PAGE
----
This was clearly a failure, as Pierce recovers, overpowers Caliban, kidnaps him, and uses him to find Logan and friends. This begs the question: why didn't Logan kill him the first time? He was knocked out, all his soldiers were down, and Logan clearly has no issue with blood on his claws. One snikt to the skull and BOOM — dead. Drive to North Dakota peacefully, roll credits, hear the trumpets, hear the pipers.

This one, you can almost give to the nitpickers. He absolutely should've killed him right then and there, and we know the real reason he didn't: if he didn't, there'd be no movie. So he sent caliban to do it remotely, and then Caliban failed, because plot. But think about it from Logan's perspective: that's Transigen's Chief of Security. If he killed him there, and then drive off because they had to move move move yesterday, somebody was bound to investigate, see Pierce's body, see the now-abandoned plant, connect the dots, and declare all-out war on Logan and Charles. Grunt soldiers are one thing — they're expected to die — but not the big bosses. So in that sense, it made sense to have Calido the killing elsewhere while Logan collected Xavier and Laura to split ASAP.

But mostly, they did it because who wants to pay ten bucks to watch a 20-minute movie that ends on Step 4 of the Hero's Journey? Not us, and probably not you.

If adamantium to the brain can kill Logan, why didn't anybody try this beforehand?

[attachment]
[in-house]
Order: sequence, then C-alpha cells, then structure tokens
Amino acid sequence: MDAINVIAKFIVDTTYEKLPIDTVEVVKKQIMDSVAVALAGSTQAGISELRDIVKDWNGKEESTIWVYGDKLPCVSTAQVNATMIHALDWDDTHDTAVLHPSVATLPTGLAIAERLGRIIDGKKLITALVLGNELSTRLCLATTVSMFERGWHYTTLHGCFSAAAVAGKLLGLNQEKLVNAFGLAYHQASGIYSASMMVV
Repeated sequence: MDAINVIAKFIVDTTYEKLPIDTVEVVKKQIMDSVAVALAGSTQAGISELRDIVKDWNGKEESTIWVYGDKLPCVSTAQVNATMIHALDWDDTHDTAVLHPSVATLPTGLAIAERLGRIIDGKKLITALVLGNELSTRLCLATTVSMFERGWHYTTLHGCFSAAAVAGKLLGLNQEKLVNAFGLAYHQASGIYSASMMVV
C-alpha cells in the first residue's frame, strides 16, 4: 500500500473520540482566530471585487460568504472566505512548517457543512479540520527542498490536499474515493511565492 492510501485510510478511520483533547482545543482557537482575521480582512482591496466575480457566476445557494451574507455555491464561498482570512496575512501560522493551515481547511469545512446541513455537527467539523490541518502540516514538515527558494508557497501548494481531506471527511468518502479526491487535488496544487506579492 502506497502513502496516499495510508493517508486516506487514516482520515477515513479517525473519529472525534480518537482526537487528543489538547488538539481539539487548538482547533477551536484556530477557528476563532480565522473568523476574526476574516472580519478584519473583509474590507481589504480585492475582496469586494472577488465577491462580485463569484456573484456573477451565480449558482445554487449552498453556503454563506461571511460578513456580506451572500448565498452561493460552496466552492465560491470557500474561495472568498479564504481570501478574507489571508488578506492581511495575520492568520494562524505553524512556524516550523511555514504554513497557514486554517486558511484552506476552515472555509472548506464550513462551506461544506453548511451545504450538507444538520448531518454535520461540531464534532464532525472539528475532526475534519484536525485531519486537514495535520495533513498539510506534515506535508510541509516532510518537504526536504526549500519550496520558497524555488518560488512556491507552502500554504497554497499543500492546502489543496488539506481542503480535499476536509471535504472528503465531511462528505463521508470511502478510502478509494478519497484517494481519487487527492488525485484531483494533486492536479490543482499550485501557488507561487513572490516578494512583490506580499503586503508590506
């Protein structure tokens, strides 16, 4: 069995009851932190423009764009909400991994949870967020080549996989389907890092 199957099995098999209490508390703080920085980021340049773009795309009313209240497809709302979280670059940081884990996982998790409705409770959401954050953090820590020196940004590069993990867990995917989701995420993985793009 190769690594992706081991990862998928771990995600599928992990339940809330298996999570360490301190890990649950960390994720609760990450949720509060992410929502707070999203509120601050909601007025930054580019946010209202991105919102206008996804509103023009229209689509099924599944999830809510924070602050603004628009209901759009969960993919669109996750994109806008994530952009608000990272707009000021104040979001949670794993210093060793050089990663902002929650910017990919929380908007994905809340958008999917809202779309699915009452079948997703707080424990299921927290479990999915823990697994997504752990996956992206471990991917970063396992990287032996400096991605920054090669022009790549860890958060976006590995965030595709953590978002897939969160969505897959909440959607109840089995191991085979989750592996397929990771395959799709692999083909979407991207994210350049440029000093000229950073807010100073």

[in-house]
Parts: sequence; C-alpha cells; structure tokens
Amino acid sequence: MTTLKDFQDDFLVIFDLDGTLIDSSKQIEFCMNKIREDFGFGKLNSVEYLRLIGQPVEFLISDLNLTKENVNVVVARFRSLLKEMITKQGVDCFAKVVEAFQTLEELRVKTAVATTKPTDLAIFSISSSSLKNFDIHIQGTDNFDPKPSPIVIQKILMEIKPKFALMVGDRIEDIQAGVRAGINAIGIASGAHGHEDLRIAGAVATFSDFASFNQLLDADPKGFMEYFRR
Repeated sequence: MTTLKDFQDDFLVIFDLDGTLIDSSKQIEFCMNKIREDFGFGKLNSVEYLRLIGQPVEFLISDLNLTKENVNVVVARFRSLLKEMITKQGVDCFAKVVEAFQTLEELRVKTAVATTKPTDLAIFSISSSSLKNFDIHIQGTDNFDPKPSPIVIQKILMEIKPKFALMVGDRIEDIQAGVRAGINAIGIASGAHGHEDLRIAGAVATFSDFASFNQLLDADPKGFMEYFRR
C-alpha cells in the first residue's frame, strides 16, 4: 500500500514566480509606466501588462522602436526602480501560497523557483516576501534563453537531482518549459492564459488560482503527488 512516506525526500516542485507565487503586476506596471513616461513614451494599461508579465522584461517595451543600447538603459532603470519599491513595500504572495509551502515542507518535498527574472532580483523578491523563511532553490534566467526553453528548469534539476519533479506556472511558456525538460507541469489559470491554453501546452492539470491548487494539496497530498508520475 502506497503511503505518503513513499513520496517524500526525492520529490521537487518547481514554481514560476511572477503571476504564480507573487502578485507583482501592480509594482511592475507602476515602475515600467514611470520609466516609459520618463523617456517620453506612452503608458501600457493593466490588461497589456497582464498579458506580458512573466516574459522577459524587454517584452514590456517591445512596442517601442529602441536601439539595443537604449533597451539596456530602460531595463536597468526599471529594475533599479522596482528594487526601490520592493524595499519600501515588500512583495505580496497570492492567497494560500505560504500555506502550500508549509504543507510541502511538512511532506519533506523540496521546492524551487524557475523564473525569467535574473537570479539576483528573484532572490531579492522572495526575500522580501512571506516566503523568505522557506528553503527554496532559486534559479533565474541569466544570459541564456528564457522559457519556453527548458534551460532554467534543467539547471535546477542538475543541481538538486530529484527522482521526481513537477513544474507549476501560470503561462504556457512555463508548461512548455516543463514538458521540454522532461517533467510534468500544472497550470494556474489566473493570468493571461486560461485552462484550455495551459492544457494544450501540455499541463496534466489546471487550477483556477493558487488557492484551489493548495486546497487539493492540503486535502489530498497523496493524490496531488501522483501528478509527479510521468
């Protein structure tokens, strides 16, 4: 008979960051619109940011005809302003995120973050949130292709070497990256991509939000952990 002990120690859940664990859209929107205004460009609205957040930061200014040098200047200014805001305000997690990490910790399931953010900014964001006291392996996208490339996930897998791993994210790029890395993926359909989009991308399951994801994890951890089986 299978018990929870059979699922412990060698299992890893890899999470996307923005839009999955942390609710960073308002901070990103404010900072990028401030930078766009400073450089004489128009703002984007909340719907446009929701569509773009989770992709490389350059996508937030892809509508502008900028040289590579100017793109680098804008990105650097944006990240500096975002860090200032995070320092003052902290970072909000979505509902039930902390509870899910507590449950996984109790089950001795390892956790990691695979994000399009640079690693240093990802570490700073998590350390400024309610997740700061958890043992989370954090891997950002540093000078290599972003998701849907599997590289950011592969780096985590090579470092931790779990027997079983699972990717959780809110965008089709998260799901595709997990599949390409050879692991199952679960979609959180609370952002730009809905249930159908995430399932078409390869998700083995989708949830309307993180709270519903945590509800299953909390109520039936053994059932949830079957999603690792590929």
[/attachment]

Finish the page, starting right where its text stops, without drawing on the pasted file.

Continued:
It's established throughout Logan that adamantium to the brain can kill Wolvie, and so he keeps an adamantium bullet around, in case he finally decides to blow his head off. This doesn't happen — Laura uses the bullet to shoot X-24's brain to bits — but it does make one wonder how Logan lasted this long, with this weakness. Remember, Logan's been adamantium-laced Wolverine for decades — so in all that time, not a single villain (many of whom are geniuses and scientists and doctors) ever noticed this and decided, "well, shucks, let's just shoot the dadgum critter?" (Some genius scientist-doctors talk like Yosemite Sam, don't judge).

Here's how we see it: Logan is old. He's dying. His healing factor isn't what it used to be. Very likely, he could've survived an adamantium bullet to the head decades ago, because he was young(ish) and virile. But not anymore — dude's damn near 200 years old. We all gotta break down eventually.

"But wait," your nitpicky friend whom you want to punch insists. "What of X-24? He's young and virile, right? And he didn't survive the bullet, so probably Logan prime couldn't either, right?" Ehh, not quite, Reader's Annoying Friend. See, Logan's healing factor was natural and thus, virtually flawless. X-24 was created in a lab — a human creation. And, as anyone who's dealt with Windows 10 can tell you, human creations screw up all the time. Most likely, 24's healing factor was strong — dude got impaled once and survived, after all — but not strong enough to survive the bullet.

Where did Laura learn to drive?